What is ATYPICAL DEPRESSION? What does ATYPICAL DEPRESSION mean? Meaning of ATYPIC DEPRESSION – definition of ATYPICAL DEPRESSION – explanation of ATYPICAL DEPRESSION.
Source: Wikipedia.org article, adapted under license.
Atypical depression, or depression with atypical characteristics as known in DSM IV, is a depression that shares many of the typical symptoms of psychiatric syndromes, major depression or dysthymia, but is characterized by a better mood in response to events positive. In contrast, people with melancholic depression generally do not experience a better mood in response to normally pleasurable events. Atypical depression also presents a significant weight gain or an increase in appetite, hypersomnia, a feeling of heaviness in the limbs and sensitivity to interpersonal rejection resulting in significant social or occupational impairment.
Despite its name, "atypical" depression does not mean that it is uncommon or unusual. The reason for its name is twofold: (1) it was identified with its "unique" symptoms after the identification of melancholic depression and (2) its responses to the two different classes of antidepressants available at that time were different from the melancholic ones. depression (that is, the MAOIs had clinically significant benefits for atypical depression, while the tricyclic ones did not).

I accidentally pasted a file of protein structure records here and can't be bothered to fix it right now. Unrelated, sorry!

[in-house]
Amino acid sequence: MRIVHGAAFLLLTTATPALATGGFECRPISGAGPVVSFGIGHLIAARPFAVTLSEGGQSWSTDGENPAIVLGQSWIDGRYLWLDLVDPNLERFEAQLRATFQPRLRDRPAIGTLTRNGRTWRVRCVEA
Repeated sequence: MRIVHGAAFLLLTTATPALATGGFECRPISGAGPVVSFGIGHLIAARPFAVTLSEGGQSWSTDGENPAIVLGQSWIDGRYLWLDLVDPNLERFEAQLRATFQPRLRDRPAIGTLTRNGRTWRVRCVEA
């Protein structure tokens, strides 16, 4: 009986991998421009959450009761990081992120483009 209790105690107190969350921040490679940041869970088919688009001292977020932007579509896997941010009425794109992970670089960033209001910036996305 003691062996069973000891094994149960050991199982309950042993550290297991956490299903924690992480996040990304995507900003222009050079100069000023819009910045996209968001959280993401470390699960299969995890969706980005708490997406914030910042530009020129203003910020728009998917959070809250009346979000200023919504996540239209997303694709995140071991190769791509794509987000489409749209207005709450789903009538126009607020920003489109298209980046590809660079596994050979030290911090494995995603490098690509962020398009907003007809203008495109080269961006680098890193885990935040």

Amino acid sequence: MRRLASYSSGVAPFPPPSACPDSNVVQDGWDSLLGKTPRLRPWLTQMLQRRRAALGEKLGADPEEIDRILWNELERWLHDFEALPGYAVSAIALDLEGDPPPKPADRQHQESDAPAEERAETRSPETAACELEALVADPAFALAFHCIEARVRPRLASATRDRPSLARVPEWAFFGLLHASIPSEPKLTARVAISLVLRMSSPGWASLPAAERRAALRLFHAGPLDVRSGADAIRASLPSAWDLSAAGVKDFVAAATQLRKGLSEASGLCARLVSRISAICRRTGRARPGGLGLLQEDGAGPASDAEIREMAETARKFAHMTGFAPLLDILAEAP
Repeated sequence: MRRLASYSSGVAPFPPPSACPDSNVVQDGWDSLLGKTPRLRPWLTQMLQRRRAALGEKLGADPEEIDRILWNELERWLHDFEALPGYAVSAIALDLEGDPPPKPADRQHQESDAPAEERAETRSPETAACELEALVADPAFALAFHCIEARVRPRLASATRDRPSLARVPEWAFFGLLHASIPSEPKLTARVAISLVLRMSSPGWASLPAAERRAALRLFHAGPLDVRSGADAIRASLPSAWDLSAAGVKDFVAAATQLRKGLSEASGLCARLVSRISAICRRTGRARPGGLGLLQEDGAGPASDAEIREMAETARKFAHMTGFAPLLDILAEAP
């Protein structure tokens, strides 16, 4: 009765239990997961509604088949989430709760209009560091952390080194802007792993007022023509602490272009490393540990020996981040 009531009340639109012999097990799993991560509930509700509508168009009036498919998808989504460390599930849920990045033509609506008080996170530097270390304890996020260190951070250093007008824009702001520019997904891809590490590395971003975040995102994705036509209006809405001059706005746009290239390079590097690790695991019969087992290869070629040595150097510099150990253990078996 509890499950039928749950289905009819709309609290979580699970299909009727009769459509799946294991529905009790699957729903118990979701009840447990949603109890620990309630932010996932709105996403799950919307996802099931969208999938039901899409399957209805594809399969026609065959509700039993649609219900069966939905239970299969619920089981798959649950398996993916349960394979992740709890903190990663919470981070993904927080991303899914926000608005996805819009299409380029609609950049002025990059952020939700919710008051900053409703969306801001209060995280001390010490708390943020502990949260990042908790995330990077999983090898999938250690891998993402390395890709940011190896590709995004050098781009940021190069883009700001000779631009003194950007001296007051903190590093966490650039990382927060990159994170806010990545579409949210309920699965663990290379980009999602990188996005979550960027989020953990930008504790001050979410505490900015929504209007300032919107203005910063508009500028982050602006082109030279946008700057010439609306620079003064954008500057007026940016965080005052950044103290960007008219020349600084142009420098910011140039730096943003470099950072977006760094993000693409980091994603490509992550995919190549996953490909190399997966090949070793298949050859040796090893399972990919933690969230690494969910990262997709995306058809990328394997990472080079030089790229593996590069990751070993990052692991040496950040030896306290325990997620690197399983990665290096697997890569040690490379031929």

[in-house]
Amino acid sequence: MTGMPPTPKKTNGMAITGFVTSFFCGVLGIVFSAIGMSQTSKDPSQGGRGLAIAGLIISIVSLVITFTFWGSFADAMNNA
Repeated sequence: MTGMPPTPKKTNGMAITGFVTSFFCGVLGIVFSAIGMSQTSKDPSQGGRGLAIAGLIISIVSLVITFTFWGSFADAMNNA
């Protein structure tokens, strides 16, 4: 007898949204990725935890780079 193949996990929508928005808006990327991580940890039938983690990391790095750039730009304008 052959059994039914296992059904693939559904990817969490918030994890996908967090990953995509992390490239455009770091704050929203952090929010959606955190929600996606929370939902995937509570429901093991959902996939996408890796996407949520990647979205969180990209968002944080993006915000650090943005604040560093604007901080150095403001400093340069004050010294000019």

Atypical depression is two or three times more common in women than in men. People with atypical characteristics tend to report an earlier age of onset (for example, while they are in high school) of their depressive episodes, which also tend to be more chronic and only have a partial remission between episodes. Younger people may be more likely to have atypical characteristics, while older people may have episodes with melancholic characteristics. Atypical depression has a high comorbidity of anxiety disorders, carries a higher risk of suicidal behavior and has different psychopathological and biological personality traits. Atypical depression is more common in individuals with bipolar I, bipolar II, cyclothymia and seasonal affective disorder. Depressive episodes in bipolar disorder tend to have atypical characteristics, as do depression with seasonal patterns.
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